2023 Village of Menomonee Falls Revaluation

The Assessor's Office is conducting a revaluation of all properties in the Village of Menomonee Falls for the assessment year of 2023. 

A revaluation is a review of all property assessments.  During a revaluation, all assessments are updated using information gathered from recently sold properties.  The last village-wide revaluation occurred in 2010 and was based on sales that occurred in 2008 and 2009.  Since the 2010 revaluation, the general level of assessment, also known as the assessment ratio, fell to 73.6% of market value. Without conducting the 2023 revaluation, that level would have fallen to approximately 66%.  Wisconsin Statute 70.05 requires a jurisdiction to assess within 10% of full market value at least once in a five year period and 2023 would be the fourth year that the village fell outside of 10%. 

The 2023 revaluation will be using sales of property that occurred in 2022 to arrive at an estimated fair market value of each property as of January 1, 2023.  The goal of the revaluation is to assure that taxes are distributed equitably and uniformly, as well as to comply with State Statutes.

  1. Facts and Questions
  2. Important Dates

How does the assessor value property?

Wisconsin law requires that property assessments be based on fair market value.  Estimating the market value of your property is a matter of determining the price a typical buyer would pay for it in its present condition.  The assessor will be using 2 to 5 comparable properties that sold between January 1, 2022 and December 31, 2022 to arrive at the 2023 assessed value.  

What is market value?

Market value is defined as the amount a typical, well-informed purchaser would be willing to pay for a property.  The seller and buyer must be unrelated, the seller must be willing, but not under pressure to sell, and the buyer must be willing, but not under any obligation to buy.

Can the assessment on my property be changed even if the assessor has not been inside my property?

The assessor keeps records on the physical characteristics of each property in the municipality.  The assessment will be based on the existing records and the sales of similar properties.

How can my assessment change when I haven’t done anything to my property?

General economic conditions such as interest rates, inflation rates, and changes in the tax laws, will influence the value of real estate.   As property values change in the marketplace, those changes must be reflected on the assessment roll.

Do all assessments change at the same rate?

There are differences between individual properties and between neighborhoods. In one area of the village, property values may increase at a greater rate than another. Likewise, ranch style homes may change at a different rate than colonial style homes or old style homes. It is important to note that the percentage of change in value is not the measure of accuracy of an assessment. The measure of accuracy is whether or not a particular home could be sold for the 2023 assessed value.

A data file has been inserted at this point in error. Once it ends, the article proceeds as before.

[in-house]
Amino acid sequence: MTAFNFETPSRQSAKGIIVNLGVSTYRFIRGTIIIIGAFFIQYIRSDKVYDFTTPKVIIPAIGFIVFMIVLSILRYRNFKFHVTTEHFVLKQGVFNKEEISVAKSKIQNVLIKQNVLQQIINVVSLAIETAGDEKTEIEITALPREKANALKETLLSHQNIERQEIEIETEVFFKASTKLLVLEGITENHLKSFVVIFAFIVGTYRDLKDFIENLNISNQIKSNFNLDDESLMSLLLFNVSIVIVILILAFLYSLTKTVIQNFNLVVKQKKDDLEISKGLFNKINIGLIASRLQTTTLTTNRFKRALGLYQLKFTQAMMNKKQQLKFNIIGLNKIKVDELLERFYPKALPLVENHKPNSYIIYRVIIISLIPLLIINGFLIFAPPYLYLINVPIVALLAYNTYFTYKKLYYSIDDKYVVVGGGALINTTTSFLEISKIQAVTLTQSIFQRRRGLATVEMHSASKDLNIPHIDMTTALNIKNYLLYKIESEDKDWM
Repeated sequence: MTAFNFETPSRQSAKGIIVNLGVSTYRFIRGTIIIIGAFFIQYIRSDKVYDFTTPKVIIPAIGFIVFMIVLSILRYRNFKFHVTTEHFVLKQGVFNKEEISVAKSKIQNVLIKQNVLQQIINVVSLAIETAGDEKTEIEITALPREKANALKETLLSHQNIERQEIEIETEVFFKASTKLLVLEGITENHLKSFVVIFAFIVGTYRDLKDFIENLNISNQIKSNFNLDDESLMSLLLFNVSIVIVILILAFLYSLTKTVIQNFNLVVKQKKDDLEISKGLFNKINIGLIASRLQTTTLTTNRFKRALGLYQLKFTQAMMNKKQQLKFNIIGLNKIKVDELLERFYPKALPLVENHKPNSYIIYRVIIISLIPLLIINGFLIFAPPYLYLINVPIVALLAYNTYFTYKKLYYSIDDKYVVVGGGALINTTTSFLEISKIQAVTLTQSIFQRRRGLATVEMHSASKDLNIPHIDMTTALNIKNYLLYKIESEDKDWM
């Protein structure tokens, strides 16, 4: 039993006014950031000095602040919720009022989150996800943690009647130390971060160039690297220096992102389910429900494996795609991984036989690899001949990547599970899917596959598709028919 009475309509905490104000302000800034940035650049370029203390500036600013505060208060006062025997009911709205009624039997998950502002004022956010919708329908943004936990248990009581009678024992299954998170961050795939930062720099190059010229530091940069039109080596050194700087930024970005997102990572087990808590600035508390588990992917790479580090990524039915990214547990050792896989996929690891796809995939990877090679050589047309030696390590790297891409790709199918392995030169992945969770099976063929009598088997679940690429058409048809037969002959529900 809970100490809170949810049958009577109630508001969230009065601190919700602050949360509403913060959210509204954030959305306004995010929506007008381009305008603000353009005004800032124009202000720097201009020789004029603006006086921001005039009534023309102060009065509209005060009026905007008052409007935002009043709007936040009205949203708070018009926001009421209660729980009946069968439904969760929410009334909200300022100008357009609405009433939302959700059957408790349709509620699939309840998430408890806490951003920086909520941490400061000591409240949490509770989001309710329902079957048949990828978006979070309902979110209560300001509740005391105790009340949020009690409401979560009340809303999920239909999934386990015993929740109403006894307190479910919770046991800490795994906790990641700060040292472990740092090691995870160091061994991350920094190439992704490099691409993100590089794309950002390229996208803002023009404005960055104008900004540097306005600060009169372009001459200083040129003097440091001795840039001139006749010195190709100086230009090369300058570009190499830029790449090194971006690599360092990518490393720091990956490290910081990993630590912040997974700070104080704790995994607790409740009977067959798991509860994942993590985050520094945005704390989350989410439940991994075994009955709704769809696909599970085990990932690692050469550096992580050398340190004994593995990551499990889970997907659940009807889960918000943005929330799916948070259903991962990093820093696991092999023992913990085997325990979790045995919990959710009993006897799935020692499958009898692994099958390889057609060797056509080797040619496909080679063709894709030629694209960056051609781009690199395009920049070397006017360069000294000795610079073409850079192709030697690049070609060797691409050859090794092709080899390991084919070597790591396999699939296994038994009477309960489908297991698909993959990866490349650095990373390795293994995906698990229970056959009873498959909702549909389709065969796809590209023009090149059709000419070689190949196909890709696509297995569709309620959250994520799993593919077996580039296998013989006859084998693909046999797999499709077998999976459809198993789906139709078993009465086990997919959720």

How do I know if my assessment is correct?

You should first attempt to decide for yourself what your property is worth.  This can be done by looking at area sales, contacting appraisers, and comparing assessments of similar homes. Recent area sales are generally available to the public on various internet websites.

Am I required to meet with the assessor?

You are not required to meet with the assessor before appealing to the Board of Review, although it is highly recommended. Minor errors and misunderstandings can often be corrected by meeting with the assessor without initiating a formal appeal.

What should I expect if I meet with the assessor to informally discuss my assessment?  You should ask questions that will help you understand the assessment process and how your assessment was determined. An informal discussion with the assessor can often resolve a problem prior to a formal hearing before the Board of Review. Ask the assessor to show you the records for your property and to explain how your assessment was determined. Ask any questions that will help you understand the assessment process.

What evidence do I need to present to the Board of Review?

State law puts the burden of proof on the property owner to show that the assessment is incorrect. Keep in mind that your evidence must be strong enough to prove that the assessor’s value is incorrect. Only relevant testimony given at the hearing will be considered by the Board.  

The best evidence for this would be a recent sale of your property. If you have not recently purchased your property, the best evidence of value would be sale prices for properties similar to yours. The closer in proximity and similarity to your property, the better the evidence is.

What happens after the Board of Review makes its decision?

The Board will either give or mail you a notice of its decision. If you do not agree with the Board’s determination, the notice will contain information on how you may appeal the Board’s decision.

How does the Revaluation effect local taxes? 

Revaluation redistributes the existing property tax burden so that all property owners pay their fair share based on the market value of their property. If the total tax levy remains the same, only those properties, which are not presently paying their fair share of the tax burden, will pay more tax because of the revaluation. Property owners currently paying more than their fair share would actually pay less after the revaluation.  The total amount of taxes levied is completely independent of the overall assessment.